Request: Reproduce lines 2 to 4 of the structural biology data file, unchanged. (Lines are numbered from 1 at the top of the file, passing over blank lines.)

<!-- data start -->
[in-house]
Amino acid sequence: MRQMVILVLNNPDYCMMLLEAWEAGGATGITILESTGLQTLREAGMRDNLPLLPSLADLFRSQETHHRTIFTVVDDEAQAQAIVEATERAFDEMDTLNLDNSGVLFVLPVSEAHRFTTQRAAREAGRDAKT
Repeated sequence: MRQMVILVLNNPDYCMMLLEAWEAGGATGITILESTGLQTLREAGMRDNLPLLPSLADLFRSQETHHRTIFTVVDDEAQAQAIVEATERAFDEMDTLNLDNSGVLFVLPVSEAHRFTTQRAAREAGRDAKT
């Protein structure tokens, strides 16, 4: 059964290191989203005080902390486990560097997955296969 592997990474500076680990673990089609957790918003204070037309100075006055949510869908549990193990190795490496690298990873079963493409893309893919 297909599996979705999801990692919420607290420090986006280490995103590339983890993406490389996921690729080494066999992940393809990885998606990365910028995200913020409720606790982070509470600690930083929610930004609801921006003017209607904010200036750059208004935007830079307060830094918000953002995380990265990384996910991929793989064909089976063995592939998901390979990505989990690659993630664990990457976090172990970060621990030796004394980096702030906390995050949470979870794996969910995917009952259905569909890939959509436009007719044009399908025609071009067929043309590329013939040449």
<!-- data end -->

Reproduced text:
Amino acid sequence: MRQMVILVLNNPDYCMMLLEAWEAGGATGITILESTGLQTLREAGMRDNLPLLPSLADLFRSQETHHRTIFTVVDDEAQAQAIVEATERAFDEMDTLNLDNSGVLFVLPVSEAHRFTTQRAAREAGRDAKT
Repeated sequence: MRQMVILVLNNPDYCMMLLEAWEAGGATGITILESTGLQTLREAGMRDNLPLLPSLADLFRSQETHHRTIFTVVDDEAQAQAIVEATERAFDEMDTLNLDNSGVLFVLPVSEAHRFTTQRAAREAGRDAKT
């Protein structure tokens, strides 16, 4: 059964290191989203005080902390486990560097997955296969 592997990474500076680990673990089609957790918003204070037309100075006055949510869908549990193990190795490496690298990873079963493409893309893919 297909599996979705999801990692919420607290420090986006280490995103590339983890993406490389996921690729080494066999992940393809990885998606990365910028995200913020409720606790982070509470600690930083929610930004609801921006003017209607904010200036750059208004935007830079307060830094918000953002995380990265990384996910991929793989064909089976063995592939998901390979990505989990690659993630664990990457976090172990970060621990030796004394980096702030906390995050949470979870794996969910995917009952259905569909890939959509436009007719044009399908025609071009067929043309590329013939040449």